Former GOP staffer pleads guilty to using public resources for campaigns
HARRISBURG – A former House Republican staffer today pleaded guilty and became the 16th person with ties to the Legislature to fall in a more than four-year public corruption probe by the attorney general`s office.
Al Bowman, of York County, was the sixth Republican to plead guilty in a scandal that involved the use of state-purchased computer technology for lawmakers` campaigns.
Seven Democrats pleaded guilty and three were convicted at trial last year. A statewide grand jury presentment in 2008 alleged widespread use of taxpayers` resources for campaigns in the House Democratic Caucus.
Facing 48 felonies, Bowman in an agreement with prosecutors pleaded in Dauphin County Court to one count of conspiracy to commit conflict of interest.
Bowman was at times a state-paid spokesman for ex-House Speaker John Perzel, R-Philadelphia, who pleaded guilty last month to eight felonies. Bowman admitted to participating in the use for campaign purposes of computer information from a company paid with tax dollars.
Three Republicans in the case are set for trial Monday: Former Rep. Brett Feese, R-Lycoming County, who most recently served as House Republicans` chief counsel; his former aide Jill Seaman of Dauphin, and Perzel`s former chief of staff, Brian Preski, of Philadelphia. They face charges of theft, conflict of interest and conspiracy. Feese and Seaman also are accused of obstruction of justice.
Opening arguments are expected to take most of the first day.
The overall allegation in a November 2009 grand jury presentment is that Perzel presided over the use of $10 million in state resources for his and fellow Republicans` campaigns. Sophisticated computer programs were used in an effort to give GOP candidates an edge in elections, prosecutors allege.
Chief Deputy Attorney General Frank Fina said there is no agreement for a lighter sentence. 'That`ll be up to the court,' Fina said. 'It`s an entirely open plea.' The felony carries a maximum five-year prison term and a maximum $10,000 fine.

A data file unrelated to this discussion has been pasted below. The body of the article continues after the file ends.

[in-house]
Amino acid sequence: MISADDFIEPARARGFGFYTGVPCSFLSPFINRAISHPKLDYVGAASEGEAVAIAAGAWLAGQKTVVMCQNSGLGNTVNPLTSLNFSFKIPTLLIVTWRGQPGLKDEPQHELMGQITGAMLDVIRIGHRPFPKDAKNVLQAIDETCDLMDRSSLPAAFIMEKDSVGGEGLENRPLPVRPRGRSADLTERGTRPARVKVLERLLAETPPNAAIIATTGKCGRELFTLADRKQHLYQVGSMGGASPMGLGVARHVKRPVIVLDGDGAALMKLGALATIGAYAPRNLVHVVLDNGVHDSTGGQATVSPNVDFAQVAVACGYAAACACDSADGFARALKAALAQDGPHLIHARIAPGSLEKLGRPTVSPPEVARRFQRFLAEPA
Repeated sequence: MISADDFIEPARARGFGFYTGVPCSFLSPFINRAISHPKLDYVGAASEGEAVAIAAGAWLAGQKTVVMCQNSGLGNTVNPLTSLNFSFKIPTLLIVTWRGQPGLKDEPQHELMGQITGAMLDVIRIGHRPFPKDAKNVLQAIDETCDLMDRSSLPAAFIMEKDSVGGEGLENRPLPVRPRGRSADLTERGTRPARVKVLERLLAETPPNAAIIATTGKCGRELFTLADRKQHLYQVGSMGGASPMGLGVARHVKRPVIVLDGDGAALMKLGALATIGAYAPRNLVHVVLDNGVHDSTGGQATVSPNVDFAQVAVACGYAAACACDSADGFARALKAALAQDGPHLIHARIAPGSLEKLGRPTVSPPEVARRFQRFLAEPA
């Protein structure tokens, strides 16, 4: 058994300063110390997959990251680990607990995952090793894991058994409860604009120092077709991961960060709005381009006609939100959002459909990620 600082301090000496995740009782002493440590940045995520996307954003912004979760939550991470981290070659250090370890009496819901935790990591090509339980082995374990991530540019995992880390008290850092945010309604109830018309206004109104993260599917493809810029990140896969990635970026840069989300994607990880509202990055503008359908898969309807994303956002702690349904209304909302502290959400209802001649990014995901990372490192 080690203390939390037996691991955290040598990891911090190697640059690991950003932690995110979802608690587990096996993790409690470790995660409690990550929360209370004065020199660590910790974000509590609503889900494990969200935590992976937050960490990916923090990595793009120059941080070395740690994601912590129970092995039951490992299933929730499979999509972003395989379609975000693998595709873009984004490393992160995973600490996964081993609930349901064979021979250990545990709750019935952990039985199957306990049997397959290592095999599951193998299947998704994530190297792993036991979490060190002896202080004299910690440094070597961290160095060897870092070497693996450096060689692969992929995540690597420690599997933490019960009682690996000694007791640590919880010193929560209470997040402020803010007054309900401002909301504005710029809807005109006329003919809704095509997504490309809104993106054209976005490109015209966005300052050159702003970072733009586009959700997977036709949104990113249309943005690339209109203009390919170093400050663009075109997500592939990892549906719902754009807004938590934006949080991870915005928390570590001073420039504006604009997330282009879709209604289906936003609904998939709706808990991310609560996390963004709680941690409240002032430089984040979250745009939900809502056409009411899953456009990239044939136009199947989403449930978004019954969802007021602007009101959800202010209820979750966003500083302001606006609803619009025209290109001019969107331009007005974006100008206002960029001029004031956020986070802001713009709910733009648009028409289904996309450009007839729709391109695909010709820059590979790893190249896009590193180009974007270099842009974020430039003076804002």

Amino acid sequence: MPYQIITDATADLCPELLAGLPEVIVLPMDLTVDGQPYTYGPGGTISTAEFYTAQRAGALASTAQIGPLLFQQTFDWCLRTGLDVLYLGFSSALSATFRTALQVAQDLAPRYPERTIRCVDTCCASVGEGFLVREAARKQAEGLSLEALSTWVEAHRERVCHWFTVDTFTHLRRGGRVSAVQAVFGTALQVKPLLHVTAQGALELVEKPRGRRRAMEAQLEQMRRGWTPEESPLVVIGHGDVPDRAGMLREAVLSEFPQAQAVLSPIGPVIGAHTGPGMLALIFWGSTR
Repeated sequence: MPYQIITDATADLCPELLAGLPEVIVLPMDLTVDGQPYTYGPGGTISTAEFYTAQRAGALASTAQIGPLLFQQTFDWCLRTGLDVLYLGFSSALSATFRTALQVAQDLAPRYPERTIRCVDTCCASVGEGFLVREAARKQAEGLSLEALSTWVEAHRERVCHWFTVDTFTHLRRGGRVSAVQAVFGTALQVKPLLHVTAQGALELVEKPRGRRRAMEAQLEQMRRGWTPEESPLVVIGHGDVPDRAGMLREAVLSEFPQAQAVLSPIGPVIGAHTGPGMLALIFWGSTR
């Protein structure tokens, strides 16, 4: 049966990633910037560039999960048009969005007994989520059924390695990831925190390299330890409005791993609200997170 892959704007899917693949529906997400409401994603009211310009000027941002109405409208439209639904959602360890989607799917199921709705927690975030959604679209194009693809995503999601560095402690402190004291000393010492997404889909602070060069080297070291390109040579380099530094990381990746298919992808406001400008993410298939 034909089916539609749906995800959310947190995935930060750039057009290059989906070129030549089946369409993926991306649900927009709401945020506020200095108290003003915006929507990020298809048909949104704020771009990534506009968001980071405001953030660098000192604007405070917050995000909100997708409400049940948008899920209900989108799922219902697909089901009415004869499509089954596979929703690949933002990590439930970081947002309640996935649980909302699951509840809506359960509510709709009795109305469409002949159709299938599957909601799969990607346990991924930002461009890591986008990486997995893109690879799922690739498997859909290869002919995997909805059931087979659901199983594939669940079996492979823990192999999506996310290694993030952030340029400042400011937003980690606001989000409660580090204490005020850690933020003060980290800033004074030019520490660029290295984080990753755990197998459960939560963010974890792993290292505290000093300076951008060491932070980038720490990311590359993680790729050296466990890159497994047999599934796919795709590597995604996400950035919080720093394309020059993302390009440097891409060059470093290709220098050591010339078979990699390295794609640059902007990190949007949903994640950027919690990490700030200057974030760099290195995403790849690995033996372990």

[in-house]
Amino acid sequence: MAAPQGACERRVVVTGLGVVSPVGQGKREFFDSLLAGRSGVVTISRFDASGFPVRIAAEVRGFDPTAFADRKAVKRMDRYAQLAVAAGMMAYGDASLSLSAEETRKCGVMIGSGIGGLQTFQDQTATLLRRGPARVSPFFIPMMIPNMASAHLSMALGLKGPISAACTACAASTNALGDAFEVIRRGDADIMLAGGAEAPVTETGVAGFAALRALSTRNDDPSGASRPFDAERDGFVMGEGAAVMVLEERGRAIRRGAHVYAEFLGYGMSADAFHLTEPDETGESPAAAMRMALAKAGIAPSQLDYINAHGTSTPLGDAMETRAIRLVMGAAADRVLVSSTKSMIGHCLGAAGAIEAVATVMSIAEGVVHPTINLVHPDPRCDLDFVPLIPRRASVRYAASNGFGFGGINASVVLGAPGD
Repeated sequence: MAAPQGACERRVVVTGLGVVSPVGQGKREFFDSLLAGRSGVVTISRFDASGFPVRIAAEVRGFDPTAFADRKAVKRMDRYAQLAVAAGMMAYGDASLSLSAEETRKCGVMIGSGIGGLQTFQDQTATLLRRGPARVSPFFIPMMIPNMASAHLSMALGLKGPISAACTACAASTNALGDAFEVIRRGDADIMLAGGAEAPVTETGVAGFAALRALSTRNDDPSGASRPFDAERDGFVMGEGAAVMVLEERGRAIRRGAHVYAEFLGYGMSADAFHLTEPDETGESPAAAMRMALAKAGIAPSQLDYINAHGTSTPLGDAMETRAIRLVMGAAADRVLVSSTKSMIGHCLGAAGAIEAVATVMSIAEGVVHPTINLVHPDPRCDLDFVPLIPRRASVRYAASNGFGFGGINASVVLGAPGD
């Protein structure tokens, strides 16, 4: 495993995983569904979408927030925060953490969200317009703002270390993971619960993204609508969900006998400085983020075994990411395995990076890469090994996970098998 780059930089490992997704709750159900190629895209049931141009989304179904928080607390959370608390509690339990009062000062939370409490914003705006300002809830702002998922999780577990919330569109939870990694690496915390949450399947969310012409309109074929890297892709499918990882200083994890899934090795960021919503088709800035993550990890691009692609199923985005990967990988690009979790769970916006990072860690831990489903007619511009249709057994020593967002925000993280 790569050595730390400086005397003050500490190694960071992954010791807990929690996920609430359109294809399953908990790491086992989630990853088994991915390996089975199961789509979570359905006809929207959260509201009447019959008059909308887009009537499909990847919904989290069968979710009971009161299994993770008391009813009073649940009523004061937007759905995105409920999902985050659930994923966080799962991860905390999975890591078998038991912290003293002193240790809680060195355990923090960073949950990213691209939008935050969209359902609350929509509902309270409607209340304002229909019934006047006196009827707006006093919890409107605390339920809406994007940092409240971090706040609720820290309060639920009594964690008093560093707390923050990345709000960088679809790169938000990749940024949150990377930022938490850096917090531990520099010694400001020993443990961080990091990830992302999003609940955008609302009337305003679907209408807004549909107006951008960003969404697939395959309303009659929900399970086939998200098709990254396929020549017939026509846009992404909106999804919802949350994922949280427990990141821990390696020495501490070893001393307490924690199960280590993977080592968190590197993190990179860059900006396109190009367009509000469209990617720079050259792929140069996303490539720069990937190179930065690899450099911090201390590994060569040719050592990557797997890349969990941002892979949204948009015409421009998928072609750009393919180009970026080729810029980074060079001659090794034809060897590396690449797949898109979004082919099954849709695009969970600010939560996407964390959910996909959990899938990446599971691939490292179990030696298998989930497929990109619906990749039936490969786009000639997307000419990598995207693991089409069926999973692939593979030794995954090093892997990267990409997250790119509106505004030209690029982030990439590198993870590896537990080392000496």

Bowman agreed to cooperate with the commonwealth as a witness if needed. Prosecutors, if satisfied with Bowman`s effort, may tell the court about the value of Bowman`s cooperation.
Bowman and his attorney had no comment as they left the courthouse.
Show commenting policy
TribLive commenting policy
You are solely responsible for your comments and by using TribLive.com you agree to our Terms of Service.
We moderate comments. Our goal is to provide substantive commentary for a general readership. By screening submissions, we provide a space where readers can share intelligent and informed commentary that enhances the quality of our news and information.
While most comments will be posted if they are on-topic and not abusive, moderating decisions are subjective. We will make them as carefully and consistently as we can. Because of the volume of reader comments, we cannot review individual moderation decisions with readers.
We value thoughtful comments representing a range of views that make their point quickly and politely. We make an effort to protect discussions from repeated comments either by the same reader or different readers.
We follow the same standards for taste as the daily newspaper. A few things we won't tolerate: personal attacks, obscenity, vulgarity, profanity (including expletives and letters followed by dashes), commercial promotion, impersonations, incoherence, proselytizing and SHOUTING. Don't include URLs to Web sites.
We do not edit comments. They are either approved or deleted. We reserve the right to edit a comment that is quoted or excerpted in an article. In this case, we may fix spelling and punctuation.
We welcome strong opinions and criticism of our work, but we don't want comments to become bogged down with discussions of our policies and we will moderate accordingly.
We appreciate it when readers and people quoted in articles or blog posts point out errors of fact or emphasis and will investigate all assertions. But these suggestions should be sent via e-mail. To avoid distracting other readers, we won't publish comments that suggest a correction. Instead, corrections will be made in a blog post or in an article.
Subscribe today! Click here for our subscription offers.